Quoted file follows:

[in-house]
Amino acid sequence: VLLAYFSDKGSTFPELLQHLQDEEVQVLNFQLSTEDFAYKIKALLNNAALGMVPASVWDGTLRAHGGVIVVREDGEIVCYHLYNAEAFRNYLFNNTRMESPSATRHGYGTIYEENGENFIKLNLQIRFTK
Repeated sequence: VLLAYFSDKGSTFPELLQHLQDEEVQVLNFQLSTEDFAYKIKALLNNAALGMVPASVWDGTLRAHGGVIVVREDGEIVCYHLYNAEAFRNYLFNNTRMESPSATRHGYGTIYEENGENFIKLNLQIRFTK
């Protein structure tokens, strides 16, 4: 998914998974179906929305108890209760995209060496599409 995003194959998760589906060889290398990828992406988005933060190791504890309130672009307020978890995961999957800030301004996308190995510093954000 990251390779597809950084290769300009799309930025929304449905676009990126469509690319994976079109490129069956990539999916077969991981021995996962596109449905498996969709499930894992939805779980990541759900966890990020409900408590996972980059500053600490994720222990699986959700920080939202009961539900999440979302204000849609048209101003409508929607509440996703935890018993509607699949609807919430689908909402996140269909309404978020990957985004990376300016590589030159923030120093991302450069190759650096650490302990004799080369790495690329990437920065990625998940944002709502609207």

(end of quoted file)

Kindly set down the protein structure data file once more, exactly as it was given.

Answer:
[in-house]
Amino acid sequence: VLLAYFSDKGSTFPELLQHLQDEEVQVLNFQLSTEDFAYKIKALLNNAALGMVPASVWDGTLRAHGGVIVVREDGEIVCYHLYNAEAFRNYLFNNTRMESPSATRHGYGTIYEENGENFIKLNLQIRFTK
Repeated sequence: VLLAYFSDKGSTFPELLQHLQDEEVQVLNFQLSTEDFAYKIKALLNNAALGMVPASVWDGTLRAHGGVIVVREDGEIVCYHLYNAEAFRNYLFNNTRMESPSATRHGYGTIYEENGENFIKLNLQIRFTK
């Protein structure tokens, strides 16, 4: 998914998974179906929305108890209760995209060496599409 995003194959998760589906060889290398990828992406988005933060190791504890309130672009307020978890995961999957800030301004996308190995510093954000 990251390779597809950084290769300009799309930025929304449905676009990126469509690319994976079109490129069956990539999916077969991981021995996962596109449905498996969709499930894992939805779980990541759900966890990020409900408590996972980059500053600490994720222990699986959700920080939202009961539900999440979302204000849609048209101003409508929607509440996703935890018993509607699949609807919430689908909402996140269909309404978020990957985004990376300016590589030159923030120093991302450069190759650096650490302990004799080369790495690329990437920065990625998940944002709502609207």